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# Fermat method

The Fermat method is a factorization algorithm for odd integers that tries to represent them as the difference of two square numbers.

Call the Fermat method algorithm with an integer $n=2x+1$.

1. Initialize the iterator $i=\lceil\sqrt{n}\rceil$ and test cap at $\sqrt{i^{2}-n}$.

2. Compute $j=\sqrt{i^{2}-n}$.

3. Test if $j$ is an integer. If it is, break out of subroutine and return $i-j$.

4. Increment iterator $i$ once. If $i<\frac{n+9}{6}$, go to step 2.

5. Return $n$.

For example, $n=221$. The square root is approximately 15, so that’s what we set our iterator’s initial state to. The test cap is 39.

At $i=15$, we find that $\sqrt{15^{2}-221}=2$, clearly an integer.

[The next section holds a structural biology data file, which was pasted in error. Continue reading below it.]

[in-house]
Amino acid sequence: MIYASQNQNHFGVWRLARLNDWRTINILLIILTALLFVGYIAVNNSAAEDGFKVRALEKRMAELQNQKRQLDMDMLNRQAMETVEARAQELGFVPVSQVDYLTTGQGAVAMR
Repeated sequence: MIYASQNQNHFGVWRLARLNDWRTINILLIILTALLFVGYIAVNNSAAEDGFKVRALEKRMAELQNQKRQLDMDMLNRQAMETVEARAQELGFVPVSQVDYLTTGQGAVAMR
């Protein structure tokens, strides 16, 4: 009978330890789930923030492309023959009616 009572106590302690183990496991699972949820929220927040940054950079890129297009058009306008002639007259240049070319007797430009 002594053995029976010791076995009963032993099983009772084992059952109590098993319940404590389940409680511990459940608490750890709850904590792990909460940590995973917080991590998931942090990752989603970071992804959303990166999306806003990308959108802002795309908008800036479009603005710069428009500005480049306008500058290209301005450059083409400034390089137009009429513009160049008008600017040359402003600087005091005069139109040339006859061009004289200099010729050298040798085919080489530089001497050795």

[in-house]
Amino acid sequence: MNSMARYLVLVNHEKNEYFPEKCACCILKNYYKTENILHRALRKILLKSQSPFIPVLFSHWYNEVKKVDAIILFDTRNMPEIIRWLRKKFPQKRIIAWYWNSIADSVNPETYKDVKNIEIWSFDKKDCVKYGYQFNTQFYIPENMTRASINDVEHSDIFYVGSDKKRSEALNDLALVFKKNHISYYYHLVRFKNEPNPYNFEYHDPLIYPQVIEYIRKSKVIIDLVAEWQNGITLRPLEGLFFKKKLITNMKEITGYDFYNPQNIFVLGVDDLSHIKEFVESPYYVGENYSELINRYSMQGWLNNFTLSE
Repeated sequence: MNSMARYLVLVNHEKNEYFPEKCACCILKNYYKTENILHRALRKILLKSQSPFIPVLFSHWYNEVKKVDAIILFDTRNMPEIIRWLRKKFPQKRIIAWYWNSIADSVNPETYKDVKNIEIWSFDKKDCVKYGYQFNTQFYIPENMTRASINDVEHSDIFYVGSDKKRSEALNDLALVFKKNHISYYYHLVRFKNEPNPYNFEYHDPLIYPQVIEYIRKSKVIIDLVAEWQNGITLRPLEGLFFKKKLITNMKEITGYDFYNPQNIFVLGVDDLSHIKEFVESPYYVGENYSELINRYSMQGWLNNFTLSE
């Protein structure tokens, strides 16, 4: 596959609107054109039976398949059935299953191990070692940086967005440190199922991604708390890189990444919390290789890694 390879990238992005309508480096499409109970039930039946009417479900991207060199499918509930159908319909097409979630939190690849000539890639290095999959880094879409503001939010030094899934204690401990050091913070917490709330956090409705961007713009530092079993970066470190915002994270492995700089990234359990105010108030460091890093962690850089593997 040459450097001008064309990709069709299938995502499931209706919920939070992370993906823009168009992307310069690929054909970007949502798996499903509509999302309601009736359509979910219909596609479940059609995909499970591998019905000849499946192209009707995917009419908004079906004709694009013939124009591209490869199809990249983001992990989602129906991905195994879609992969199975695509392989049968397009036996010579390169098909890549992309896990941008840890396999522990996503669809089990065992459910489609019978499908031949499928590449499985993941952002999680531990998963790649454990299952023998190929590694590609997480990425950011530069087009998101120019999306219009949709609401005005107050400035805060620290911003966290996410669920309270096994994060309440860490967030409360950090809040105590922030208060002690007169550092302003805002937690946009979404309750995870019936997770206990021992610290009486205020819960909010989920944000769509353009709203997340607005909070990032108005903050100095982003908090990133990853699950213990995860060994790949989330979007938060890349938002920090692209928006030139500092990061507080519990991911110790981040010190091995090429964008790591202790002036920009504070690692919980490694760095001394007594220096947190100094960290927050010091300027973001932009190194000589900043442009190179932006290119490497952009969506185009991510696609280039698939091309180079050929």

Then, $15-2=13$ and $15+2=17$. By multiplication, we verify that $221=13\cdot 17$, indeed. By trial division, this would have taken 15 test divisions.

However, there are integers for which trial division performs much better than the Fermat method, such as numbers of the form $3p$ where $p$ is an odd prime greater than 3.

# References

- 1 R. Crandall & C. Pomerance, Prime Numbers: A Computational Perspective, Springer, NY, 2001: 5.1

## Mathematics Subject Classification

11A41*no label found*

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